Now if this was the fact, it must, I think, be allowed, that Adam had, as I have already observed, no formed, fixed, and innate language. If he had such a language,

really should be at the end of the second. If this may be supposed, the words of Moses are exceeding clear, being exactly as follows: And the Lord God had formed of the ground erery beast of the field, and erery foul of the hearens, and brought unto Adam a living creature, to see what name he would give to it. And whatsoerer name Adam gare it, that was the name of it, &c.

o Gen, ii, 20.

it must surely have been most superfluous to bring him to this trial, to set any creature before him to see what he would call it. An innate language, whenever and wherever he had seen any creature or thing in the world, would have instantly given him its innate name.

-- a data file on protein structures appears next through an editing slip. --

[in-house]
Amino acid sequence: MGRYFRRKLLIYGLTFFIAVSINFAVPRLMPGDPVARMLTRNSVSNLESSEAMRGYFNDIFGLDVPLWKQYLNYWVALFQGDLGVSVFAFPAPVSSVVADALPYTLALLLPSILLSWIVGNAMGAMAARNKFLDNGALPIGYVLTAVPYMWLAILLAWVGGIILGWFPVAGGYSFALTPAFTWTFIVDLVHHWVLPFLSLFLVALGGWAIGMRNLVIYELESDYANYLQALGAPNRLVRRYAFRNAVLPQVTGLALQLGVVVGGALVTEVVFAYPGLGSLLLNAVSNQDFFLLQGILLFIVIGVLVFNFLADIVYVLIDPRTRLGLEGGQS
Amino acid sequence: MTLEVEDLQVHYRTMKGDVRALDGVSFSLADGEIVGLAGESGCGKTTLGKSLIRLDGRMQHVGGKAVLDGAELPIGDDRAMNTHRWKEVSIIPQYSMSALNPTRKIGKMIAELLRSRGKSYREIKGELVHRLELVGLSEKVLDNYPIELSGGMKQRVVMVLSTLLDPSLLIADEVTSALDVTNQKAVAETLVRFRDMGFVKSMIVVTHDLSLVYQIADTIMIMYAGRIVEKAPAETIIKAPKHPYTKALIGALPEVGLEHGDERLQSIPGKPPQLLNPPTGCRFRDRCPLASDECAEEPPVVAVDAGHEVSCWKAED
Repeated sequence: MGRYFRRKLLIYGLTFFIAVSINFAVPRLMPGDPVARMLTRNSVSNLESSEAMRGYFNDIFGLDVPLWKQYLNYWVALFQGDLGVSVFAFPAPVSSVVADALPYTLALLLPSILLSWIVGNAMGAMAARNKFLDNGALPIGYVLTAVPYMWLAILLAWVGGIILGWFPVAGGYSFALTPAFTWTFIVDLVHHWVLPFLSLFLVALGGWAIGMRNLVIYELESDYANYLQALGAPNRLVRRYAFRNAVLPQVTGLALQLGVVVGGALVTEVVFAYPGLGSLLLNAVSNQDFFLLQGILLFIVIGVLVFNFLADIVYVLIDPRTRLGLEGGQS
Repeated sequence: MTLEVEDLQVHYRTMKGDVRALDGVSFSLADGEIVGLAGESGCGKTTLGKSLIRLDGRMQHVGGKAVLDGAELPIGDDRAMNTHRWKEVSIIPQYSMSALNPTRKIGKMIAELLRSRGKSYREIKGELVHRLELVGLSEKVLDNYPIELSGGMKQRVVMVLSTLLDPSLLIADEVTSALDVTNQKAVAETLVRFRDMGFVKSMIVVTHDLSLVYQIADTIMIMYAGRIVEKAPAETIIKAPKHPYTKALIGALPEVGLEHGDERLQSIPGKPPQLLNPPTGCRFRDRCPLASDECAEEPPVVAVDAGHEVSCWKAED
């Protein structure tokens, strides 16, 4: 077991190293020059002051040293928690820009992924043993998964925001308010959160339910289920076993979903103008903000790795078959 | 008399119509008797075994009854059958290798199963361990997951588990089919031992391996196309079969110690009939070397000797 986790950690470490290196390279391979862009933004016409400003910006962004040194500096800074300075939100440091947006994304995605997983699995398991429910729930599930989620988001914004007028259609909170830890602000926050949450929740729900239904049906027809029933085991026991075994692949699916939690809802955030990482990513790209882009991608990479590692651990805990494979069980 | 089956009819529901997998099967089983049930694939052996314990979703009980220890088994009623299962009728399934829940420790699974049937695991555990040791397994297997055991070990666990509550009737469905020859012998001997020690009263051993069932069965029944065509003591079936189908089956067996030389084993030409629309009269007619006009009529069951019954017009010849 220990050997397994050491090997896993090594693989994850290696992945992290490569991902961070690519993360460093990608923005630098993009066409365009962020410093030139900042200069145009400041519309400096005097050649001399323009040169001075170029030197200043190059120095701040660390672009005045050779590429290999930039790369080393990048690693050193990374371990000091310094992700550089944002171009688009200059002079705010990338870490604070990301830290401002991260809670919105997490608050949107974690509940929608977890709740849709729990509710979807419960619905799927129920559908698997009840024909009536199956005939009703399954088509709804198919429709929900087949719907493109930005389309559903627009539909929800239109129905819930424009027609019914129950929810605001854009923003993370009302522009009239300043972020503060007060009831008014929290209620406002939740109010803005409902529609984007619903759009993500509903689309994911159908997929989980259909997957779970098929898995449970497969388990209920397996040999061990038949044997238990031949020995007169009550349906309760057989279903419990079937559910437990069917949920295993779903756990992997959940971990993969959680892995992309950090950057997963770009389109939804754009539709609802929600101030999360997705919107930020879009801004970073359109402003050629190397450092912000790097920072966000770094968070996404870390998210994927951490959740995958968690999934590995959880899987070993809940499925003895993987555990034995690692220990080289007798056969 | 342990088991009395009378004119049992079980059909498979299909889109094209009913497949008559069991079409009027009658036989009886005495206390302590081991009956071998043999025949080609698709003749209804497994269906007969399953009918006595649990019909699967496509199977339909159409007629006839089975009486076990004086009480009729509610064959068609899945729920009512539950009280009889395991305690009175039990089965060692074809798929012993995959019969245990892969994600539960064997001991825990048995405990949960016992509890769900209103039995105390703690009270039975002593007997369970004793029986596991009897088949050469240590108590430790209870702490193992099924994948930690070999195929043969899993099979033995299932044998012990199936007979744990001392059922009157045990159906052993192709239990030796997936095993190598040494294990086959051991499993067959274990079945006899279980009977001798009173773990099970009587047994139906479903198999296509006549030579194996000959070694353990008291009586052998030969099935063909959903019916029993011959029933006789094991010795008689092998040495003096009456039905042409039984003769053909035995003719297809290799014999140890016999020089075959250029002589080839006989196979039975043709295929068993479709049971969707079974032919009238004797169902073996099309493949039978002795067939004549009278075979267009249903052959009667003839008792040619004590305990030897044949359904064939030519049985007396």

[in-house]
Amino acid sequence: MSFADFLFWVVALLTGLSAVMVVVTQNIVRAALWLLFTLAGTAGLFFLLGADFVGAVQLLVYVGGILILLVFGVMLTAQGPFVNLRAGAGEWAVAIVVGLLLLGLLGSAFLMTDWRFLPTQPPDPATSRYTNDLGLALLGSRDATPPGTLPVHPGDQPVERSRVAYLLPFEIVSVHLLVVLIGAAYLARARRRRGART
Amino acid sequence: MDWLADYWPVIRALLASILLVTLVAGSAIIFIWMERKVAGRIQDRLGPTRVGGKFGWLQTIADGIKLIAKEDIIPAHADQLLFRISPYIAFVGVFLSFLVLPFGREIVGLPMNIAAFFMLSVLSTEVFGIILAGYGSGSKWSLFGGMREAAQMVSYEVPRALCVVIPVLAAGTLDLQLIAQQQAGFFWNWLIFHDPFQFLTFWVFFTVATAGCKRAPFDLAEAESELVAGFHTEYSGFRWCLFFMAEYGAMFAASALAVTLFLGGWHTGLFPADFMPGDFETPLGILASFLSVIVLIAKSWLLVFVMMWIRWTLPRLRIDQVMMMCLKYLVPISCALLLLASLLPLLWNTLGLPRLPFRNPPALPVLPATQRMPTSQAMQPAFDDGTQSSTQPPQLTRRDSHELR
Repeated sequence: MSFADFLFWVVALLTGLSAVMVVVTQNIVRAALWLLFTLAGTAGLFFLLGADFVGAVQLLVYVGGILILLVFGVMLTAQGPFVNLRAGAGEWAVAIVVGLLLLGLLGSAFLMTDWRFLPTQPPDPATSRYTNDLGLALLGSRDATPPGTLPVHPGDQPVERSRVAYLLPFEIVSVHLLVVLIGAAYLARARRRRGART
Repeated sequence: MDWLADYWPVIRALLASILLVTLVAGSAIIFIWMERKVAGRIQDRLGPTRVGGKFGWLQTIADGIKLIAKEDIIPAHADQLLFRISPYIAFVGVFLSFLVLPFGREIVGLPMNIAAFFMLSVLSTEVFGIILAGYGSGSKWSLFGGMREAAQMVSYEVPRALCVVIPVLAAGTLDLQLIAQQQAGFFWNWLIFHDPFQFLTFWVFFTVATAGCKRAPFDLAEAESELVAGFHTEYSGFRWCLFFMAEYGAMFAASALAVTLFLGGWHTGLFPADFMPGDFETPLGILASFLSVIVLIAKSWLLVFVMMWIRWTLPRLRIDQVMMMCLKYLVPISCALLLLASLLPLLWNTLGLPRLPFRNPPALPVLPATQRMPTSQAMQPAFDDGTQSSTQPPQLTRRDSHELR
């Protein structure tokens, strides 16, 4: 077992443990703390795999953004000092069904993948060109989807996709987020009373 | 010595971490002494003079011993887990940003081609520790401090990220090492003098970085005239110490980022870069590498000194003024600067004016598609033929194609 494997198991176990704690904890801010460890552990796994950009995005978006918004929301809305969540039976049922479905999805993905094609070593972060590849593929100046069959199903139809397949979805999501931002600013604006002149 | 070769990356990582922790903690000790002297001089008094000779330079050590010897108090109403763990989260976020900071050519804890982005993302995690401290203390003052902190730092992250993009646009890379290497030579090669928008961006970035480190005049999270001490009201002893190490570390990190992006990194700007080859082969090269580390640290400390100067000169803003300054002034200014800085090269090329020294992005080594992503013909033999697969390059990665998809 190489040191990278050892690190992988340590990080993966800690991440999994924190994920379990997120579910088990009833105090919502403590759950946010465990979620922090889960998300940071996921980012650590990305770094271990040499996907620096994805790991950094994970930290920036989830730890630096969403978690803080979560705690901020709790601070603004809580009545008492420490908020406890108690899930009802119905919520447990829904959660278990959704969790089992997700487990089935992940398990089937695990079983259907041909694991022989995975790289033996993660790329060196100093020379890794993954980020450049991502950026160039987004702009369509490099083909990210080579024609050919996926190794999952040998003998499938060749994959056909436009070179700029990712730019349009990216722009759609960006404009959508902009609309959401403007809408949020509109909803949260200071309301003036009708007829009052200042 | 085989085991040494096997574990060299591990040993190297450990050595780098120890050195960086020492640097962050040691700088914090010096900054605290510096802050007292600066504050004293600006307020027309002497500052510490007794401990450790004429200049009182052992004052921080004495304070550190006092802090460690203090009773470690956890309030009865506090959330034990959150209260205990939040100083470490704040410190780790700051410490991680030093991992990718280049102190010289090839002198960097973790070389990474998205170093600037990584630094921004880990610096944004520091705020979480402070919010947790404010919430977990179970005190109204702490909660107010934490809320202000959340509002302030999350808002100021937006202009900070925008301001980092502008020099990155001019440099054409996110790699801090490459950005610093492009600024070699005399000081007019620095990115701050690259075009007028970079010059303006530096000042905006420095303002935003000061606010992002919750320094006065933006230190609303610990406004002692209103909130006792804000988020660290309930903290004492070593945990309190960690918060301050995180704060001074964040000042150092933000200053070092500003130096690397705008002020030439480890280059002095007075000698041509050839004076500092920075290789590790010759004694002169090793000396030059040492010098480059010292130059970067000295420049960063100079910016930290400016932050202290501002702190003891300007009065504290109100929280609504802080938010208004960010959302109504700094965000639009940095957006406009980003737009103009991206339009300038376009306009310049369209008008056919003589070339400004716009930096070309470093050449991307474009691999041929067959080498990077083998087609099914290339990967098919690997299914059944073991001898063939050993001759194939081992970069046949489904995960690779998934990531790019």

No trial could have been wanted to lead him to it, for this name would, as it were, have offered itself; and I cannot see how he should have thought of any other. But Moses seems in no wise to represent Adam under these limitations; a creature was brought to him to see what he would call it ; and there is not the least hint, that he was so much as directed what to call it; for (ha Adam) Adam himself named all the creatures. We have no reason to think that God dictated the name of any ; and the expressions of Moses hint that Adam had all possible liberty to name them, as his own imagination should lead him. It seems that nothing had been herein fixed or determined for him ; but he called every thing by what name he pleased, and whatsoever name he fixed and determined for any creature, that was the name thereof.

Our bibles close the 20th verse of the second chap. ter of Genesis with these words ; but for Adam there was not found a help meet for him. The adding these words to the end of this 20th verse may seem to represent, that in the transaction ending with this observation, there had been, undoubtedly, a survey taken of all the creatures in the world, to have it seen that none of them were fit to be Adam's associate ; and consequently

Ibid. ut, sup: